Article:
From Down Under to Up Over...
This is the continuation of my other trip report. It is also my third 'suite' experience by way of United... the other two are referenced in previous reports. In case you hadn't noticed or are one of the many posterchildren of incompetence, 'suite' is a clever pun for the positive adjetive 'sweet', which itself is interchangeable with and a synonym of, but not limited to, the word 'cool'. Bear in mind I'm trying to keep my promise to crank this report out while steadily getting sleepier for the morning shift at my local major airport tomorrow, so please forgive me if it's a bit short and less decriptive than my other report. Weather conditions were uneventful with nothing worthy of mention as we cruised at 39000 feet across the Pacific...
Wednesday evening, May 22 Kiwi Standard Time
744 AKL -to- LAX United First Suite
So I'm sitting in 3A, in the most wonderful and quietest part of the cabin [well, most of the time it is with some exceptions as I'll describe] -the nose section- of N120UA, the 35th 747-400 out of 44 total in United's grand fleet... and as I'm getting my drink on, feeling like I'm acting too old sipping on my Dom Perignon champagne... I realize that this will probably be my last taste of the lap of luxury in the skies for a while, at least until I'm an ODB [old dirty bastard] and can afford the filthy amounts of money and/or miles to fly up there at market price.
Photo © Glenn Alderton
Photo © Matthew Lee
DISCLAIMER: Heavenly georgeous departure scene pictured does not represent the conditions in which I departed [dark and rainy], and, please do not be alarmed, headrest covers may come off in-flight... seat 3A (front right) seems to have a problem as mine came off as well...
To be sure, the cabin was filled with -undoubtedly- some of New Zealand's finest dignitaries. As an NRSA, I jumped at the opportunity to fly in First Class on this supra long-haul international route for a nominal charge. I believe I was the only bennie user up front... the person directly in front of me was definitely some sort of full-fare paying VIP, a premier doctor as I would later find out, as there seemed to be a line of FAs to shower attention on him at all times.
Getting to the airplane was fairly easy. We returned or tiny, but nimble, Ford Ka without a hitch, checked in at the ticket counters with a slap on the wrist for running a little late, and proceeded through two sets of security screenings, the last one being right before the gate. All the security screeners were good time charlies who always wished us 'mates' a 'g'day'. We went up immediately to grab our boarding passes, and as the friendly Kiwi gate agent gave me my gold one, he told me to "enjoy it while I could", referring to the soon-to-come downgauge of equipment to a 777 with 30% less F class seating. When I entered the cabin and saw the creature comforts of UF in the nose, I had no regrets and 'no worries mate' about paying the extra moneys and skipping sitting next to my coworker buddy, who ended up on the upper deck again.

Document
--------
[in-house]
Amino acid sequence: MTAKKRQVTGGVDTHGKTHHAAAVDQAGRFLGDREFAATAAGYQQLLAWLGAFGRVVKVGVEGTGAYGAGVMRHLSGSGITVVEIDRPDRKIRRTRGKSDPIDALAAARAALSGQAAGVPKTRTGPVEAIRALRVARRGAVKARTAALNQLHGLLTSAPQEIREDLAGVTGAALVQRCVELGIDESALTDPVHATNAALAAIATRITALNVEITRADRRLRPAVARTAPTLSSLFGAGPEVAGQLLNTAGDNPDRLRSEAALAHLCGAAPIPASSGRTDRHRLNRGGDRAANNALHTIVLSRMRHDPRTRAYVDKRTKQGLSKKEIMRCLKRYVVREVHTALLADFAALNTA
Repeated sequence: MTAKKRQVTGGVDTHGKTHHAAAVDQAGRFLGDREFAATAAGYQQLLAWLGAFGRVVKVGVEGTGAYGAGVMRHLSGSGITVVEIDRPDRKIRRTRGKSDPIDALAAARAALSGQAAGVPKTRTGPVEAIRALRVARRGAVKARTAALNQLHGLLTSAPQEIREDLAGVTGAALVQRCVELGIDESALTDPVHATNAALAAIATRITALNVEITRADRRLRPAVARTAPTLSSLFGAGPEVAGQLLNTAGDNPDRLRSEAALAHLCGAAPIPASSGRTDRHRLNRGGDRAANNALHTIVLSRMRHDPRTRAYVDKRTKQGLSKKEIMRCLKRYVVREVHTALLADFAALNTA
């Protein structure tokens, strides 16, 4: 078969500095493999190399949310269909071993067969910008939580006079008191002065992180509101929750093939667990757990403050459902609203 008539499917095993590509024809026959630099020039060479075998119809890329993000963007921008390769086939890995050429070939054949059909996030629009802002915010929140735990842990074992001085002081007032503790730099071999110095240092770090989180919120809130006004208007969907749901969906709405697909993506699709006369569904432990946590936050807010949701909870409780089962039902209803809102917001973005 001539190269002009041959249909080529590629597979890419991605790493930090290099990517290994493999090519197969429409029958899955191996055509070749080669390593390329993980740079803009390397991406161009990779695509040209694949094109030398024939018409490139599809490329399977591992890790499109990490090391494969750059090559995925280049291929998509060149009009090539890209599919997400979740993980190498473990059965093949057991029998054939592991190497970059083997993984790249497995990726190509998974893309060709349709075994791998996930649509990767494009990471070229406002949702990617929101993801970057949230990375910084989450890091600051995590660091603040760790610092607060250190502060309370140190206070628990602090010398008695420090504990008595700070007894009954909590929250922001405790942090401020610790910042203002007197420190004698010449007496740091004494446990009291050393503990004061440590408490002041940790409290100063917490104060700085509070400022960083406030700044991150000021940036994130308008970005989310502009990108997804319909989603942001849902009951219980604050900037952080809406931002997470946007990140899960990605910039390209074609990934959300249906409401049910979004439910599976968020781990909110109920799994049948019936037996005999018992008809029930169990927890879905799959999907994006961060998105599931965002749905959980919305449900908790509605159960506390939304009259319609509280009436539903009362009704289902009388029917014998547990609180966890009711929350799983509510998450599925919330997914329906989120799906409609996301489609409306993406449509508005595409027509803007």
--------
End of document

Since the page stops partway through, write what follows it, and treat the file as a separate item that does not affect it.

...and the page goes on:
I had prepared to actually sleep during the 11h flight, wearing some comfortable khakis and a soft, striped polo shirt. I stowed by black North Face backpack [any other backpack would look downright unnacceptable for F] in my side stowage bin, and plopped up my study materials on the little shelf as I settled into my cubicle. The way the suite is designed, it really should be called the 'First Cubicle' or 'First Office', as the main cubby seems to function as your extended office. The fold out shelf -unique to the united suite- is very handy, though. Pre-flight, I whipped out my full-size, dark blue trable [tray-table] and tried to get my study on as much as I could, which would prove to be a futile effort as I would end up savoring the sweet taste of the suite life the whole time...
We took off in near complete darkness in a heavy drizzle... the same way we came in. I mentioned that the nose of the 747 is a very quite haven... well, not during takeoff or especially landing. The sound and movement of the nosewheel retracting and extending is super loud, and kind of jolts you. Other than this, the flight was very smooth. Smooth sailing all the way up the Pacific through the night. Our airshow actually showed a different flight path than what is pictured as the most efficient routing - we deviated a little and it looked like we had kind of been attracted to Hawaii in a magnet-like attraction as we passed it from less than 2000 miles away. I guess the pilot avoided bad weather this way.